Fidgeting prolongs lifespan, a new study reveals. Sitting for long periods has been linked to bad health and hence people who keep fidgeting are likely to live longer.
Spending too much time on sedentary activities like watching television or working at a computer can shorten lifespan and raise the risk of heart disease and strokes.
But breaking up sitting time throughout the day with simple activities like walking or stretching your legs - even if it is for a minute or two - could help counteract the effects.
While doctors recommend that people should get more than 150 minutes of moderate to vigorous exercise a week to keep healthy, they insist that less strenuous activities could also prove beneficial.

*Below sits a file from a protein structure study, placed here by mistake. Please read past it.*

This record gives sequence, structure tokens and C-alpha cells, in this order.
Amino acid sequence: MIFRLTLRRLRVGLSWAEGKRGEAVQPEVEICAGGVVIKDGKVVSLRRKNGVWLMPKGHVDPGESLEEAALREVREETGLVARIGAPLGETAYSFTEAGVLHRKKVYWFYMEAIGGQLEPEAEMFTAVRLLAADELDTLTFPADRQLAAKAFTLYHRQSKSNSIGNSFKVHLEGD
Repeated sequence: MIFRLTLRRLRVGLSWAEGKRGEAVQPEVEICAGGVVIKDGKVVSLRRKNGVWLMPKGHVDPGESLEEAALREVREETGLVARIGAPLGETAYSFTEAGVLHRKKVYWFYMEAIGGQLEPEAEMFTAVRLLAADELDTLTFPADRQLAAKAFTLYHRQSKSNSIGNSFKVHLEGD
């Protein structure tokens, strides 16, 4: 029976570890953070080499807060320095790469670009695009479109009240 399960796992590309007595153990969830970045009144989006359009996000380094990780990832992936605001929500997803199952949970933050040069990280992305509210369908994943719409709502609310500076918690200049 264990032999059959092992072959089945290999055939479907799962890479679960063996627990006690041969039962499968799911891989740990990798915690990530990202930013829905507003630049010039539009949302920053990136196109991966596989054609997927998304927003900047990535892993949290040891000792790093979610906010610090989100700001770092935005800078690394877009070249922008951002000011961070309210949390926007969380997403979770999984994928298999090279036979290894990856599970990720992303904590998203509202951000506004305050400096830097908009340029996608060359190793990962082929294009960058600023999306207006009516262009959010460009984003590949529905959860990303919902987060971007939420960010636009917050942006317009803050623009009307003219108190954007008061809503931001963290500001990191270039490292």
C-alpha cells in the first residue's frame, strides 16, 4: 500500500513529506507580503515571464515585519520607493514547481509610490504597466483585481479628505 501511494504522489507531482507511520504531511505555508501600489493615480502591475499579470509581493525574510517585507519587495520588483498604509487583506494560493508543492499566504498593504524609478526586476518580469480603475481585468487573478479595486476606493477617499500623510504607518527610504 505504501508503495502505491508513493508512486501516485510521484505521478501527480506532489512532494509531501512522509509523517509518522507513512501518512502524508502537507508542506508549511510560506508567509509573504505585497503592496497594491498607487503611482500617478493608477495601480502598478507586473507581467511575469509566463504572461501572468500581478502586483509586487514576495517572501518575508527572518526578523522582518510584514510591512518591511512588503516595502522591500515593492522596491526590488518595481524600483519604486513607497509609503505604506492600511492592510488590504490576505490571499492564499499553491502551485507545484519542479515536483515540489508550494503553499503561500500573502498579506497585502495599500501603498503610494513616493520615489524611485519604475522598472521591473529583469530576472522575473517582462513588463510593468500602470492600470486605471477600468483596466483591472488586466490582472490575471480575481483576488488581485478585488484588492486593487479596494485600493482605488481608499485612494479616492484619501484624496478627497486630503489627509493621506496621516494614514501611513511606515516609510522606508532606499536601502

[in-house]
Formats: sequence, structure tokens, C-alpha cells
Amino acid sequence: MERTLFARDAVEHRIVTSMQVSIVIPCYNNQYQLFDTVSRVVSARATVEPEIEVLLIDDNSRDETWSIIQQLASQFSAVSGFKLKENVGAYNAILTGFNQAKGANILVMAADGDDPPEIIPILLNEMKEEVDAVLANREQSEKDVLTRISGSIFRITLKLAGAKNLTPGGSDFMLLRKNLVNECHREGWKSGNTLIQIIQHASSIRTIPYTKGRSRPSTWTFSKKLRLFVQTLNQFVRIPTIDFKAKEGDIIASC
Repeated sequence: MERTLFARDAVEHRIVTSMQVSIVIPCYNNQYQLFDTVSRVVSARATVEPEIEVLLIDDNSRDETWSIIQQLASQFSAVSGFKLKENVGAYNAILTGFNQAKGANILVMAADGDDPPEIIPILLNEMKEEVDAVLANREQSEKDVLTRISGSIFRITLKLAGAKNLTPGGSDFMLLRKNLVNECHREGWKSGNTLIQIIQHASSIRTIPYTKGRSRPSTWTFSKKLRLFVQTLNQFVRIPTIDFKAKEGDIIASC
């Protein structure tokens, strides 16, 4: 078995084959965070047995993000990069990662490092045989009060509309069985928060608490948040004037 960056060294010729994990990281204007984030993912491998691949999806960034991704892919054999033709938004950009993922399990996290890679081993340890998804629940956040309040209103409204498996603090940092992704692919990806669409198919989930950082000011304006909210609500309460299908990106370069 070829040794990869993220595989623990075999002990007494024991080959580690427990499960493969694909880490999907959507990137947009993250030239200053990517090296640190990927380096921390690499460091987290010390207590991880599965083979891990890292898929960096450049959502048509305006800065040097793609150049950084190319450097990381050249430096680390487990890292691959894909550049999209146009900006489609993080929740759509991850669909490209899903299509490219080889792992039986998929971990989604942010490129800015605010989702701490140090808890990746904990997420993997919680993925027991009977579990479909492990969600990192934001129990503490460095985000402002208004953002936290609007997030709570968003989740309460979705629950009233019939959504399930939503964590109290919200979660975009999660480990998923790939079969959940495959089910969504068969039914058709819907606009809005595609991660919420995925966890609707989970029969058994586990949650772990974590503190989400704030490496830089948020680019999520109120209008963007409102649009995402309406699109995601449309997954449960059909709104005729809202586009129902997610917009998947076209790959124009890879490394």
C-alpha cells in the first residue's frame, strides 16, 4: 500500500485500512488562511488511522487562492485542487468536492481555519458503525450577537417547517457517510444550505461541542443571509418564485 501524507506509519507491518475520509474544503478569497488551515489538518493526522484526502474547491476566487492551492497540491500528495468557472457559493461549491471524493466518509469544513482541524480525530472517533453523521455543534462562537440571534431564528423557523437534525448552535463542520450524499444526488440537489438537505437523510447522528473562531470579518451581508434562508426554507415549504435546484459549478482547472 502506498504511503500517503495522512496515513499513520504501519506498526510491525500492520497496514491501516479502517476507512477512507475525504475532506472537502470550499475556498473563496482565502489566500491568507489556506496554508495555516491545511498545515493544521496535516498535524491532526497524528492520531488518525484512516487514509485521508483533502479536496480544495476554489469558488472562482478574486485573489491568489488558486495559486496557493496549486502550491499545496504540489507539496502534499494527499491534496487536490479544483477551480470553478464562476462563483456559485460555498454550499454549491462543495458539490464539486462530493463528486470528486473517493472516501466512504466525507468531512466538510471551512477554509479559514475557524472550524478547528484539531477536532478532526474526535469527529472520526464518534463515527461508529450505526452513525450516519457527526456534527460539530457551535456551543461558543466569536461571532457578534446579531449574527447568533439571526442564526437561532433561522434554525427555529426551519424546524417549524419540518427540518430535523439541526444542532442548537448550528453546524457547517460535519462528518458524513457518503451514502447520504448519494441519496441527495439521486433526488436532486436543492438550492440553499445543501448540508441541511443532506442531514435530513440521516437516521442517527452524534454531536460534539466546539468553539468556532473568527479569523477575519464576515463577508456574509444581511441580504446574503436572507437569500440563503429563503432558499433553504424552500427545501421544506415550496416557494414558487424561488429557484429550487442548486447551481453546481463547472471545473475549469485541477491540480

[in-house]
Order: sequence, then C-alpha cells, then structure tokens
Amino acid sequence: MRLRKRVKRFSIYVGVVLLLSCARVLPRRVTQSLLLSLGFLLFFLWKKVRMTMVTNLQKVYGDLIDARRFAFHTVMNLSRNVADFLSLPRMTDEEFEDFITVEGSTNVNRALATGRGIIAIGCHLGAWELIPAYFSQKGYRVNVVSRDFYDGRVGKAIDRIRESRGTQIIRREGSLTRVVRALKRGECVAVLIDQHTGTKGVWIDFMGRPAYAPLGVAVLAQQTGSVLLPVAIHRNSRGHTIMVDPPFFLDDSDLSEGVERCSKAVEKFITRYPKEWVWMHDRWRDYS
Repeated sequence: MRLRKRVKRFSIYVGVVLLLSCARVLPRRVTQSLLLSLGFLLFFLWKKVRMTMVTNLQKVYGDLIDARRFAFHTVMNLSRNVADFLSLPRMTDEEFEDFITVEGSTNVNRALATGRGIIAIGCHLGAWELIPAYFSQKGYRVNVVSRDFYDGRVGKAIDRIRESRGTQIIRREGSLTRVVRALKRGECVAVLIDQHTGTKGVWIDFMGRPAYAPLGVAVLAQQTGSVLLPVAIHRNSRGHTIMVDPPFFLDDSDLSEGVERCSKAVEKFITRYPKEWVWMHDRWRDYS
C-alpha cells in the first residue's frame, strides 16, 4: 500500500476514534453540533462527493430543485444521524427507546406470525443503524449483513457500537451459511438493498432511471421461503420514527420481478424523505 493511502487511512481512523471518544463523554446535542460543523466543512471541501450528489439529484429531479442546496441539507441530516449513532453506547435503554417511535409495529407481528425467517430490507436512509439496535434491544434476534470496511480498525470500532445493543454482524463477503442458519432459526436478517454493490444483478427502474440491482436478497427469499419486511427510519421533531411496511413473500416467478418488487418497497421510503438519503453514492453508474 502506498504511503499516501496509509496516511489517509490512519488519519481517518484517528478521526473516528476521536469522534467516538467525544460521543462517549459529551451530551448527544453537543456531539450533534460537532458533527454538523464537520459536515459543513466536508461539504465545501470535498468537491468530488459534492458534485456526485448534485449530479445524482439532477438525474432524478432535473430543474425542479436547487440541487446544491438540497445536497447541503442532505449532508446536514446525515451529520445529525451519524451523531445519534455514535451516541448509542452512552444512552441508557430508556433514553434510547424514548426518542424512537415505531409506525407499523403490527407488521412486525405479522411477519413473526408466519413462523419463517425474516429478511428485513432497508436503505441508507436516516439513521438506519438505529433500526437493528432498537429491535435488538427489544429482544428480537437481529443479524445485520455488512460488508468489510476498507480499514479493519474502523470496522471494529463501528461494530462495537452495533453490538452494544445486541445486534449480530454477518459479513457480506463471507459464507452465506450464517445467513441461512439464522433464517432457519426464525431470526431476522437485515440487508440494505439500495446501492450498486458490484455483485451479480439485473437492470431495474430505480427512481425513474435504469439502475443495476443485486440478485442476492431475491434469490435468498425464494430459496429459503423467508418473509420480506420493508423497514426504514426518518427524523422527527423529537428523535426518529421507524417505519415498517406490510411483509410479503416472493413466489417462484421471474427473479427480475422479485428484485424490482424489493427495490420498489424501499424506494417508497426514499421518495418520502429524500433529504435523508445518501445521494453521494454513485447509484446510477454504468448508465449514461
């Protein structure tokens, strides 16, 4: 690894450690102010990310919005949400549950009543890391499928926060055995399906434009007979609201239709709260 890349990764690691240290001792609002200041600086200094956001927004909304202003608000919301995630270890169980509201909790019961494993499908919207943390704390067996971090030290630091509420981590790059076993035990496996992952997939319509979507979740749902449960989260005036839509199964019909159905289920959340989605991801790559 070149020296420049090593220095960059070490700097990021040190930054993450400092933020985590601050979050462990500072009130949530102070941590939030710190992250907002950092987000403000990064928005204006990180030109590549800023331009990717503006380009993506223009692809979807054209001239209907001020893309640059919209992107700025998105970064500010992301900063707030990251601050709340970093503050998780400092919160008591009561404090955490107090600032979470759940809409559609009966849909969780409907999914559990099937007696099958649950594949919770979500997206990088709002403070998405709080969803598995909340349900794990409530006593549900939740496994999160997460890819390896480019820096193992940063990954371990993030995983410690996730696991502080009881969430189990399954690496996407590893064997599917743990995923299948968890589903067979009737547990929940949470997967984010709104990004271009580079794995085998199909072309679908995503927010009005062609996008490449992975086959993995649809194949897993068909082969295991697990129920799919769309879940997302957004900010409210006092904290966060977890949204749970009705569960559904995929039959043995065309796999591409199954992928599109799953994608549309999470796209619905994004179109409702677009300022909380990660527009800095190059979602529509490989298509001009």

These activities might include things that do not even feel like exercise such as standing up and rocking on your heels, wiggling your hips to music or taking a walk round the house during a TV ad break.
"People are watching television for up to four hours a day and spending 60 to 70 per cent of their time being sedentary and that is because of our lifestyle and occupations," the Daily Mail quoted Dr Wilby Williamson, an NHS expert in sport and exercise medicine as saying.
"Reducing sitting time makes us better at breaking sugars and fats down, which can help reduce our risk of metabolic diseases like diabetes and cardiovascular disease," he added.
In an article for the British Journal of Sports Medicine, he recommended that people should try and break up their sitting time every 20 to 30 minutes.